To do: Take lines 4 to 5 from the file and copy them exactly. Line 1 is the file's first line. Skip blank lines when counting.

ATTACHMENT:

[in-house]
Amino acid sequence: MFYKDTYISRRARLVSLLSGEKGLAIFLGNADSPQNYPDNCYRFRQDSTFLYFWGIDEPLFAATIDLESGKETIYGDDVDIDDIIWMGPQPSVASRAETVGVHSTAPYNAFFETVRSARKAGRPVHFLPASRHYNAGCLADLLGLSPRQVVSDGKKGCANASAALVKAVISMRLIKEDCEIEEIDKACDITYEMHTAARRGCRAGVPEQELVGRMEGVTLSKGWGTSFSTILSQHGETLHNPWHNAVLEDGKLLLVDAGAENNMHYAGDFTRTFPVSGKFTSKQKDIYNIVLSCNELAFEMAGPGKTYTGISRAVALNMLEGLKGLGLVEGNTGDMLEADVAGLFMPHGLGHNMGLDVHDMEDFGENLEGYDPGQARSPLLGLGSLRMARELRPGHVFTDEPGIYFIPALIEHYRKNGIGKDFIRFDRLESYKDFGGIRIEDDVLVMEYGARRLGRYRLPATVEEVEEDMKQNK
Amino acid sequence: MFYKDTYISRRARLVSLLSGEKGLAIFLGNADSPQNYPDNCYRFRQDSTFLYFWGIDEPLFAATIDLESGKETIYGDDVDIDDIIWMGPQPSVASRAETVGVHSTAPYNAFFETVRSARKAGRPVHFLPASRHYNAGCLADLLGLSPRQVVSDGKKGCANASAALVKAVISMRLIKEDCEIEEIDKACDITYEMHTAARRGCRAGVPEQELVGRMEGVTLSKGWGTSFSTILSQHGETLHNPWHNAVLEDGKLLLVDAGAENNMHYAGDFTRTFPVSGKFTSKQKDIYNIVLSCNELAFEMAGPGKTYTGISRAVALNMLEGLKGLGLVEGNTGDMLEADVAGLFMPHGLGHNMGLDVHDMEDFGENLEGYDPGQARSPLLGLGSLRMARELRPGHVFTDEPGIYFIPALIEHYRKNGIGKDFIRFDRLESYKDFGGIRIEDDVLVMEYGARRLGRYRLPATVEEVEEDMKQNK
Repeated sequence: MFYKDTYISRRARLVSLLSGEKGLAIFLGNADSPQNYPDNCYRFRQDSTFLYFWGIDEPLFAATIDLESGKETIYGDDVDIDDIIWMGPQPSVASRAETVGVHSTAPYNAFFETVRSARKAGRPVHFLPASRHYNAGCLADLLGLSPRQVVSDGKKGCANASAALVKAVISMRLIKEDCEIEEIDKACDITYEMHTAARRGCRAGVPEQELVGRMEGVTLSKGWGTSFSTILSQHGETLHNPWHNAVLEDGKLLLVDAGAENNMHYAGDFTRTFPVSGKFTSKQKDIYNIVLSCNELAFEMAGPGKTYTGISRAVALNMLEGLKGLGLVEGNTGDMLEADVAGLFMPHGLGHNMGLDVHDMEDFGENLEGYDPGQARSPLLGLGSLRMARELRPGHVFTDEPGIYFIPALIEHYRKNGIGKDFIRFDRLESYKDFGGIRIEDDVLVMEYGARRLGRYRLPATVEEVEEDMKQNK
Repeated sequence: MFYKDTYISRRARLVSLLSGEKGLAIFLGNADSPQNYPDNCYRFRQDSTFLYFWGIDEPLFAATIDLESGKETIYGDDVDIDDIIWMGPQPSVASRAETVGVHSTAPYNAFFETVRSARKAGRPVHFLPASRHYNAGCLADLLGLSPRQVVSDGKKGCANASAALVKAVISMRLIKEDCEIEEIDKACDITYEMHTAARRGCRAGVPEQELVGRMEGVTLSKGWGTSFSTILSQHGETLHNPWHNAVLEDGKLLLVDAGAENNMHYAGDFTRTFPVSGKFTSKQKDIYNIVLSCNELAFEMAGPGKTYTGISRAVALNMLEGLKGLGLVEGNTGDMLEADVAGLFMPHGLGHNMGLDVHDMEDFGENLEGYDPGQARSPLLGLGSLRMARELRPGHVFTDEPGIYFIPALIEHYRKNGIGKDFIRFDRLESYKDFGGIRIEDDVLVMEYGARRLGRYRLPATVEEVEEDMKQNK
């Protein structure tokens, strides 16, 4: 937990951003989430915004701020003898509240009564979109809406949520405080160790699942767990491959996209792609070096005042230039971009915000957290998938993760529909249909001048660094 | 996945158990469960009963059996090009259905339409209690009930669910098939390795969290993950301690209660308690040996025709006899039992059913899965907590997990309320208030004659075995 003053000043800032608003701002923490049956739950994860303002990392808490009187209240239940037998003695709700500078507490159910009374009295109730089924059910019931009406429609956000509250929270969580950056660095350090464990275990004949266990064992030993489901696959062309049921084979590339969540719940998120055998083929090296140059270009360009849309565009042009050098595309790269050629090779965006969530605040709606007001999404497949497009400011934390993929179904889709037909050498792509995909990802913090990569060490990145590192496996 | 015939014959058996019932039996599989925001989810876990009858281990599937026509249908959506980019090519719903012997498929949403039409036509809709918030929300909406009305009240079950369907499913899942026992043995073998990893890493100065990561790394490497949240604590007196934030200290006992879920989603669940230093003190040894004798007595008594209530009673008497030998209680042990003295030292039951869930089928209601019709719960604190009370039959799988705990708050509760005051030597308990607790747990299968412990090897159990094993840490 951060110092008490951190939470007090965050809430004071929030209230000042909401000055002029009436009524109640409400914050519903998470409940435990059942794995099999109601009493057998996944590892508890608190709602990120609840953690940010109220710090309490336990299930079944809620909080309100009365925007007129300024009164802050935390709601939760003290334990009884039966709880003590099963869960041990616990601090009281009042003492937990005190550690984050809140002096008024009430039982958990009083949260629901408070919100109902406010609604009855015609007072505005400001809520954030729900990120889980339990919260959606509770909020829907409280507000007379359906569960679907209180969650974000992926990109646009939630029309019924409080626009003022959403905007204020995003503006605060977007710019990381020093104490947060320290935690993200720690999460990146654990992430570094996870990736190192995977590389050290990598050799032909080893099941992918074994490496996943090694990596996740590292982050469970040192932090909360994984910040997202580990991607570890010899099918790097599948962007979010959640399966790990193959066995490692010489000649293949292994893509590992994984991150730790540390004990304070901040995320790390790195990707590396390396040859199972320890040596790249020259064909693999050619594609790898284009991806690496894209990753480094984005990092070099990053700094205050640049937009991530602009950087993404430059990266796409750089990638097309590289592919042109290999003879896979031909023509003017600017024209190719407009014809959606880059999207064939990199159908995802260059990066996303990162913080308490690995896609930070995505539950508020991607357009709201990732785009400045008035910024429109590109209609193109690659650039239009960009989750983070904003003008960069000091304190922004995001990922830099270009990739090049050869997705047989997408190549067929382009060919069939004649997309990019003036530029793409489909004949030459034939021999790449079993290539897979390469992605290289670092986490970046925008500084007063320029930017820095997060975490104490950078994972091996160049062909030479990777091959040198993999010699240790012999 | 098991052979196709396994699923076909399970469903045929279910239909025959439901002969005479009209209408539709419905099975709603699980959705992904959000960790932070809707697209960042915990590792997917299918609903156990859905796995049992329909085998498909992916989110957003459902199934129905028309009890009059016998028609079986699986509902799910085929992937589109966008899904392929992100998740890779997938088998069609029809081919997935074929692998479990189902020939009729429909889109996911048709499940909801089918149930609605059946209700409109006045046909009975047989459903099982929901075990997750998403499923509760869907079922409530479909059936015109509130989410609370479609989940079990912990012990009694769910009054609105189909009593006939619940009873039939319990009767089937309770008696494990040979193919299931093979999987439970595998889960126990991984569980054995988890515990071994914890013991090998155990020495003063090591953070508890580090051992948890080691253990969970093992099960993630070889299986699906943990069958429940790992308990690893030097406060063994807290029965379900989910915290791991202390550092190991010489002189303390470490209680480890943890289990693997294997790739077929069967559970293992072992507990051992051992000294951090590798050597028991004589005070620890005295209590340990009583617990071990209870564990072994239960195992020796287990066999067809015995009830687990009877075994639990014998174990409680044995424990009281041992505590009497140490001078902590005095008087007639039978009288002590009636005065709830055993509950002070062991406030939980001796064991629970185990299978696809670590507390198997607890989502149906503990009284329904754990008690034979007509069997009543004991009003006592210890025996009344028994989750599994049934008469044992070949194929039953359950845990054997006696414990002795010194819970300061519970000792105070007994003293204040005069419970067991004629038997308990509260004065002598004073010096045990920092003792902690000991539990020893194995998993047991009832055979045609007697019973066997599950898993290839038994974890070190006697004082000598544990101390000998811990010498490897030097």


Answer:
Repeated sequence: MFYKDTYISRRARLVSLLSGEKGLAIFLGNADSPQNYPDNCYRFRQDSTFLYFWGIDEPLFAATIDLESGKETIYGDDVDIDDIIWMGPQPSVASRAETVGVHSTAPYNAFFETVRSARKAGRPVHFLPASRHYNAGCLADLLGLSPRQVVSDGKKGCANASAALVKAVISMRLIKEDCEIEEIDKACDITYEMHTAARRGCRAGVPEQELVGRMEGVTLSKGWGTSFSTILSQHGETLHNPWHNAVLEDGKLLLVDAGAENNMHYAGDFTRTFPVSGKFTSKQKDIYNIVLSCNELAFEMAGPGKTYTGISRAVALNMLEGLKGLGLVEGNTGDMLEADVAGLFMPHGLGHNMGLDVHDMEDFGENLEGYDPGQARSPLLGLGSLRMARELRPGHVFTDEPGIYFIPALIEHYRKNGIGKDFIRFDRLESYKDFGGIRIEDDVLVMEYGARRLGRYRLPATVEEVEEDMKQNK
Repeated sequence: MFYKDTYISRRARLVSLLSGEKGLAIFLGNADSPQNYPDNCYRFRQDSTFLYFWGIDEPLFAATIDLESGKETIYGDDVDIDDIIWMGPQPSVASRAETVGVHSTAPYNAFFETVRSARKAGRPVHFLPASRHYNAGCLADLLGLSPRQVVSDGKKGCANASAALVKAVISMRLIKEDCEIEEIDKACDITYEMHTAARRGCRAGVPEQELVGRMEGVTLSKGWGTSFSTILSQHGETLHNPWHNAVLEDGKLLLVDAGAENNMHYAGDFTRTFPVSGKFTSKQKDIYNIVLSCNELAFEMAGPGKTYTGISRAVALNMLEGLKGLGLVEGNTGDMLEADVAGLFMPHGLGHNMGLDVHDMEDFGENLEGYDPGQARSPLLGLGSLRMARELRPGHVFTDEPGIYFIPALIEHYRKNGIGKDFIRFDRLESYKDFGGIRIEDDVLVMEYGARRLGRYRLPATVEEVEEDMKQNK